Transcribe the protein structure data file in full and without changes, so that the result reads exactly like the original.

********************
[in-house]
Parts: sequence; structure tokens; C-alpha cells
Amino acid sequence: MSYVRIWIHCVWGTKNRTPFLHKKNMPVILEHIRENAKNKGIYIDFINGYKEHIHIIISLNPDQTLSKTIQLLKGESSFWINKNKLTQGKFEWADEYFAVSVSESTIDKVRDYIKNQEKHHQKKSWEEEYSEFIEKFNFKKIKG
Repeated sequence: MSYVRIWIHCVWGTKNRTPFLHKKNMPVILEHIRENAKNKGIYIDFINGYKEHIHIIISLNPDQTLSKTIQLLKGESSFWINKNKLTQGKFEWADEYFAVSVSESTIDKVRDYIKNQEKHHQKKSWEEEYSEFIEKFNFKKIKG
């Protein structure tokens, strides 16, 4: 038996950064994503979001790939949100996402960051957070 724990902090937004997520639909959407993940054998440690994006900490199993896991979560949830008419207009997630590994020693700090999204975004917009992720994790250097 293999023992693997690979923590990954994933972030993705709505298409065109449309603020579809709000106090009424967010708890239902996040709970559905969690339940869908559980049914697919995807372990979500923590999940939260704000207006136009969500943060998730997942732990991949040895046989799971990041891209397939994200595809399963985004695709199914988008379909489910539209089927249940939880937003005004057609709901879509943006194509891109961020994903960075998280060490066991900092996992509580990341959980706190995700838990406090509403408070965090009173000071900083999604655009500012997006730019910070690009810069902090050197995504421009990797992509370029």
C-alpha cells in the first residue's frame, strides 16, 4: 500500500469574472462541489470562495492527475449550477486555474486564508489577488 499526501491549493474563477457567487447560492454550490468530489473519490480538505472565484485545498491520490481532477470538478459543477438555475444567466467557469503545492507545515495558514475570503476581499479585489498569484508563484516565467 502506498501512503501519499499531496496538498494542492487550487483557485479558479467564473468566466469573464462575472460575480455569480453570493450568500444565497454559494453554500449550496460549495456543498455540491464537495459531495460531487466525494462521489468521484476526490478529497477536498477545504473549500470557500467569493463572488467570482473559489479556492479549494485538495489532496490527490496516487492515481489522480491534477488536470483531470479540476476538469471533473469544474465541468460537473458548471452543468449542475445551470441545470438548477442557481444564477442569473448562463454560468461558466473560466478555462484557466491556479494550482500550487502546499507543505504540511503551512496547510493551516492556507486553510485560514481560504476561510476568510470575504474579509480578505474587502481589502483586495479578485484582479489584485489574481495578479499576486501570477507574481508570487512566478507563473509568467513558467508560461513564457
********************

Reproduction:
[in-house]
Parts: sequence; structure tokens; C-alpha cells
Amino acid sequence: MSYVRIWIHCVWGTKNRTPFLHKKNMPVILEHIRENAKNKGIYIDFINGYKEHIHIIISLNPDQTLSKTIQLLKGESSFWINKNKLTQGKFEWADEYFAVSVSESTIDKVRDYIKNQEKHHQKKSWEEEYSEFIEKFNFKKIKG
Repeated sequence: MSYVRIWIHCVWGTKNRTPFLHKKNMPVILEHIRENAKNKGIYIDFINGYKEHIHIIISLNPDQTLSKTIQLLKGESSFWINKNKLTQGKFEWADEYFAVSVSESTIDKVRDYIKNQEKHHQKKSWEEEYSEFIEKFNFKKIKG
């Protein structure tokens, strides 16, 4: 038996950064994503979001790939949100996402960051957070 724990902090937004997520639909959407993940054998440690994006900490199993896991979560949830008419207009997630590994020693700090999204975004917009992720994790250097 293999023992693997690979923590990954994933972030993705709505298409065109449309603020579809709000106090009424967010708890239902996040709970559905969690339940869908559980049914697919995807372990979500923590999940939260704000207006136009969500943060998730997942732990991949040895046989799971990041891209397939994200595809399963985004695709199914988008379909489910539209089927249940939880937003005004057609709901879509943006194509891109961020994903960075998280060490066991900092996992509580990341959980706190995700838990406090509403408070965090009173000071900083999604655009500012997006730019910070690009810069902090050197995504421009990797992509370029």
C-alpha cells in the first residue's frame, strides 16, 4: 500500500469574472462541489470562495492527475449550477486555474486564508489577488 499526501491549493474563477457567487447560492454550490468530489473519490480538505472565484485545498491520490481532477470538478459543477438555475444567466467557469503545492507545515495558514475570503476581499479585489498569484508563484516565467 502506498501512503501519499499531496496538498494542492487550487483557485479558479467564473468566466469573464462575472460575480455569480453570493450568500444565497454559494453554500449550496460549495456543498455540491464537495459531495460531487466525494462521489468521484476526490478529497477536498477545504473549500470557500467569493463572488467570482473559489479556492479549494485538495489532496490527490496516487492515481489522480491534477488536470483531470479540476476538469471533473469544474465541468460537473458548471452543468449542475445551470441545470438548477442557481444564477442569473448562463454560468461558466473560466478555462484557466491556479494550482500550487502546499507543505504540511503551512496547510493551516492556507486553510485560514481560504476561510476568510470575504474579509480578505474587502481589502483586495479578485484582479489584485489574481495578479499576486501570477507574481508570487512566478507563473509568467513558467508560461513564457